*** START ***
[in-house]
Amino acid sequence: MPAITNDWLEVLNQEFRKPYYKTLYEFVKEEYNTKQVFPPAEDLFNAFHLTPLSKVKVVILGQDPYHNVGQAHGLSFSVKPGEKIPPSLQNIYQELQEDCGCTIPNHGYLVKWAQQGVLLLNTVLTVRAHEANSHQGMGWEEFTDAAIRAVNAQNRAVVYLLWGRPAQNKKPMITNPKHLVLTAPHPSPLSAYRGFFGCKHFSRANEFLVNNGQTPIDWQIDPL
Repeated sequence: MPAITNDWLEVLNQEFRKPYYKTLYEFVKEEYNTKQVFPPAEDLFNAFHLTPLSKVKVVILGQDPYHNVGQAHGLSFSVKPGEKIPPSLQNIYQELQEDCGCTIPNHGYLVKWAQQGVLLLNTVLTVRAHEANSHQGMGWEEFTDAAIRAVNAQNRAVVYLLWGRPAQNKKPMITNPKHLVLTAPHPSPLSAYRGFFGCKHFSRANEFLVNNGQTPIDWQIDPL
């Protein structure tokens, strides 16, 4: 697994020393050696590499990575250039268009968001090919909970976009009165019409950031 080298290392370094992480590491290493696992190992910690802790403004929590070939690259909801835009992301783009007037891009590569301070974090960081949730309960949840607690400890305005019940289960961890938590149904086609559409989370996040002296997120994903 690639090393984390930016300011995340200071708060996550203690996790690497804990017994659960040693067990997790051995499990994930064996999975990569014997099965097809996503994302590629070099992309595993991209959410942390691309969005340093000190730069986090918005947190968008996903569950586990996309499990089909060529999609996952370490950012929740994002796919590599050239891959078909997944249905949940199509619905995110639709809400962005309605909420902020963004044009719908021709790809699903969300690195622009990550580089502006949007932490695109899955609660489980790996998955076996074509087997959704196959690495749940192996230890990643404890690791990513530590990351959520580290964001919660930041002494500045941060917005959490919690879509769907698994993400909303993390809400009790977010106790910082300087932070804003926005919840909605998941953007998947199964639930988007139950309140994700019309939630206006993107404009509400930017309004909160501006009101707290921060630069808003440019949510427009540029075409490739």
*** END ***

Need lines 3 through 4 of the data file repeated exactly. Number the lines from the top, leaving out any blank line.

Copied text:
Repeated sequence: MPAITNDWLEVLNQEFRKPYYKTLYEFVKEEYNTKQVFPPAEDLFNAFHLTPLSKVKVVILGQDPYHNVGQAHGLSFSVKPGEKIPPSLQNIYQELQEDCGCTIPNHGYLVKWAQQGVLLLNTVLTVRAHEANSHQGMGWEEFTDAAIRAVNAQNRAVVYLLWGRPAQNKKPMITNPKHLVLTAPHPSPLSAYRGFFGCKHFSRANEFLVNNGQTPIDWQIDPL
């Protein structure tokens, strides 16, 4: 697994020393050696590499990575250039268009968001090919909970976009009165019409950031 080298290392370094992480590491290493696992190992910690802790403004929590070939690259909801835009992301783009007037891009590569301070974090960081949730309960949840607690400890305005019940289960961890938590149904086609559409989370996040002296997120994903 690639090393984390930016300011995340200071708060996550203690996790690497804990017994659960040693067990997790051995499990994930064996999975990569014997099965097809996503994302590629070099992309595993991209959410942390691309969005340093000190730069986090918005947190968008996903569950586990996309499990089909060529999609996952370490950012929740994002796919590599050239891959078909997944249905949940199509619905995110639709809400962005309605909420902020963004044009719908021709790809699903969300690195622009990550580089502006949007932490695109899955609660489980790996998955076996074509087997959704196959690495749940192996230890990643404890690791990513530590990351959520580290964001919660930041002494500045941060917005959490919690879509769907698994993400909303993390809400009790977010106790910082300087932070804003926005919840909605998941953007998947199964639930988007139950309140994700019309939630206006993107404009509400930017309004909160501006009101707290921060630069808003440019949510427009540029075409490739």